New Nissan Leaf gets more range, but is it enough?
DETROIT— Nissan is turning over a new Leaf, adding 43 miles (69 kilometers) of range to the world’s top-selling electric car while dropping its price to undercut Tesla’s Model 3 and the Chevrolet Bolt.
But the new Leaf, due out in the U.S. early next year, won’t be able to match its prime competitors in terms of range — at least not yet. Although it will be able to go 150 miles (241 kilometers) on a single electric charge, both the Tesla and the Chevy can travel over 200 miles (322 kilometers) between charging stations. The 200-mile mark is considered by many industry experts as the range needed to ease driver fears that they’ll run out of juice before ending their trips.
Brian Maragno, director of electric vehicle marketing for Nissan in the U.S., said the 2018 Leaf will start at $29,990 before a $7,500 federal tax credit, an important price point to current Leaf owners, many of whom will come back as repeat buyers. The Bolt, by comparison, starts at $36,620 while the Model 3 starts at $35,000.
A Leaf with over 200 miles of range likely is coming for the 2019 model year, but it will cost more, Maragno said.
The restyled 2018 Leaf is lower and more sculpted than its bulbous predecessor, and Maragno said it also comes with new features that should attract new buyers. The base model S comes standard with automatic emergency braking, and more expensive model lines have an optional semi-autonomous driving feature that keeps the car centered in its lane and stops it from hitting objects in front of it. Also standard is a 38 percent increase in power to 147 horsepower. The car can be operated in one-pedal mode that automatically slows or stops the car when the driver eases up on the accelerator, but still includes a brake pedal.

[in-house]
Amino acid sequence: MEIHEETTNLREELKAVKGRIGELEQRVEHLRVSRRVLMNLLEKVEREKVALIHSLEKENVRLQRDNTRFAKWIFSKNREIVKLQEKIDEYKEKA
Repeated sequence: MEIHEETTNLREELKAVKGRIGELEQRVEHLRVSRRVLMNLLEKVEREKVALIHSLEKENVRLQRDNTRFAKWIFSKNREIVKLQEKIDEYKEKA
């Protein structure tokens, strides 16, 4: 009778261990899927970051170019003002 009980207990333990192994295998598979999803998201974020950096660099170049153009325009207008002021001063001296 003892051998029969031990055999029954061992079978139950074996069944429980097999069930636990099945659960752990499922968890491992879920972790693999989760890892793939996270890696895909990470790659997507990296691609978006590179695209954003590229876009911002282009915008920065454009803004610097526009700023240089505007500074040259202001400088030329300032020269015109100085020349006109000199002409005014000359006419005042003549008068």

Research has shown that Leaf buyers wanted a car below the $30,000 starting price, but they also wanted more features, Maragno said. Even with the added features, Nissan lowered the price by $690 from the 2017 model, making it attractive to current owners, he said. “For me, it’s important for us to focus on the loyalty piece. You don’t want to alienate those people,” he said.
Nissan is waiting to introduce the 200-mile model because it takes longer to develop, Maragno said. And while that range is important in the U.S., he noted it is not as significant in other markets.
The 2018 version also gets a 6.6-kilowatt onboard charging system that draws more electricity from a 240-volt charging outlet, allowing the Leaf to go from empty to fully charged in about 7.5 hours., Maragno said.
Nissan was to roll out the new Leaf at a press conference Tuesday night in Las Vegas and later in Tokyo.
On the day of the Leaf rollout, General Motors announced that the Bolt is now available in all 50 U.S. states. The company had been phasing in the car starting on the West Coast.
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